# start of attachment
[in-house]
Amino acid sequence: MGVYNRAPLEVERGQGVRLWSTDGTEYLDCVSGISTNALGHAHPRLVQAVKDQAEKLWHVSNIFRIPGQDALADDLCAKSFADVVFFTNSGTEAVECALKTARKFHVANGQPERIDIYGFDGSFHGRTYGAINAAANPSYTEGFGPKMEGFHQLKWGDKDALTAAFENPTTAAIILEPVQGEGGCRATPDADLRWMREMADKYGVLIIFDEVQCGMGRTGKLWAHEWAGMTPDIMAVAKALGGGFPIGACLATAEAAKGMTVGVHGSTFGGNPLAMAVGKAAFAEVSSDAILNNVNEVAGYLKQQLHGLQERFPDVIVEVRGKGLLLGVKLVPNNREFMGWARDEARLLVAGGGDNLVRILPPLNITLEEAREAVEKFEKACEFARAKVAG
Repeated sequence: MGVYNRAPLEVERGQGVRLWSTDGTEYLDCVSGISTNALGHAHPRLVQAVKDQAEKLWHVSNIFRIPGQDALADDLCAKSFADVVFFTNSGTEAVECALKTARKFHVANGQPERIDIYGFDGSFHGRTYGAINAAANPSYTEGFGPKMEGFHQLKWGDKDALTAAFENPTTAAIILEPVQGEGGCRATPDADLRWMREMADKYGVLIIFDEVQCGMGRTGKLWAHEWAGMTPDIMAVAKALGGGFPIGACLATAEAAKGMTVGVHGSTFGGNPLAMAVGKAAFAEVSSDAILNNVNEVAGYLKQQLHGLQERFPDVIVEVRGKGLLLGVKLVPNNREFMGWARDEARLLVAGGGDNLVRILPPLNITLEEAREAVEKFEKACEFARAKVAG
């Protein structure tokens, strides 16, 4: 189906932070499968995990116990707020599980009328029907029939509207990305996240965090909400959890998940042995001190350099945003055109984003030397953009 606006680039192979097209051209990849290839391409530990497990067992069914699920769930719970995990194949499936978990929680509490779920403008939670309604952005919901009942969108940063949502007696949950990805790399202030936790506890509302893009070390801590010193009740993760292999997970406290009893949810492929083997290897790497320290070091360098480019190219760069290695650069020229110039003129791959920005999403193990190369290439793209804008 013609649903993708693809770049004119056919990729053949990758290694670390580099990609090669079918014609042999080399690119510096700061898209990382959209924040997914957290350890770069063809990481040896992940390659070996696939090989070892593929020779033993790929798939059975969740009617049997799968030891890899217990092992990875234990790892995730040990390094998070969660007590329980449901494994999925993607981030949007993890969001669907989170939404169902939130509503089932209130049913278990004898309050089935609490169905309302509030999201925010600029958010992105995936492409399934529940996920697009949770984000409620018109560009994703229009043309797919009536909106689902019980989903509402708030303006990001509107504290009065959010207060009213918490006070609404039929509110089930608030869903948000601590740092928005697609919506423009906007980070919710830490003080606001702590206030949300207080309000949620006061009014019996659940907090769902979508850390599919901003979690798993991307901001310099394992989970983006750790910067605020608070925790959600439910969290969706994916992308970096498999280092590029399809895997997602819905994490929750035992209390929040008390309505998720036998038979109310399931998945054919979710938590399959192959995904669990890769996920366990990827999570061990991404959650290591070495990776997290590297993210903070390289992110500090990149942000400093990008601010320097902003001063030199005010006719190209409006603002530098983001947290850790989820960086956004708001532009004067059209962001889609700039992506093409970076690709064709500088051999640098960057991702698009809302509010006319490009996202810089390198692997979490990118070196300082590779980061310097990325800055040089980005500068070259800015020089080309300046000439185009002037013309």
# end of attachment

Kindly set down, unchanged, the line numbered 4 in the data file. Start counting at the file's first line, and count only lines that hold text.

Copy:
């Protein structure tokens, strides 16, 4: 189906932070499968995990116990707020599980009328029907029939509207990305996240965090909400959890998940042995001190350099945003055109984003030397953009 606006680039192979097209051209990849290839391409530990497990067992069914699920769930719970995990194949499936978990929680509490779920403008939670309604952005919901009942969108940063949502007696949950990805790399202030936790506890509302893009070390801590010193009740993760292999997970406290009893949810492929083997290897790497320290070091360098480019190219760069290695650069020229110039003129791959920005999403193990190369290439793209804008 013609649903993708693809770049004119056919990729053949990758290694670390580099990609090669079918014609042999080399690119510096700061898209990382959209924040997914957290350890770069063809990481040896992940390659070996696939090989070892593929020779033993790929798939059975969740009617049997799968030891890899217990092992990875234990790892995730040990390094998070969660007590329980449901494994999925993607981030949007993890969001669907989170939404169902939130509503089932209130049913278990004898309050089935609490169905309302509030999201925010600029958010992105995936492409399934529940996920697009949770984000409620018109560009994703229009043309797919009536909106689902019980989903509402708030303006990001509107504290009065959010207060009213918490006070609404039929509110089930608030869903948000601590740092928005697609919506423009906007980070919710830490003080606001702590206030949300207080309000949620006061009014019996659940907090769902979508850390599919901003979690798993991307901001310099394992989970983006750790910067605020608070925790959600439910969290969706994916992308970096498999280092590029399809895997997602819905994490929750035992209390929040008390309505998720036998038979109310399931998945054919979710938590399959192959995904669990890769996920366990990827999570061990991404959650290591070495990776997290590297993210903070390289992110500090990149942000400093990008601010320097902003001063030199005010006719190209409006603002530098983001947290850790989820960086956004708001532009004067059209962001889609700039992506093409970076690709064709500088051999640098960057991702698009809302509010006319490009996202810089390198692997979490990118070196300082590779980061310097990325800055040089980005500068070259800015020089080309300046000439185009002037013309």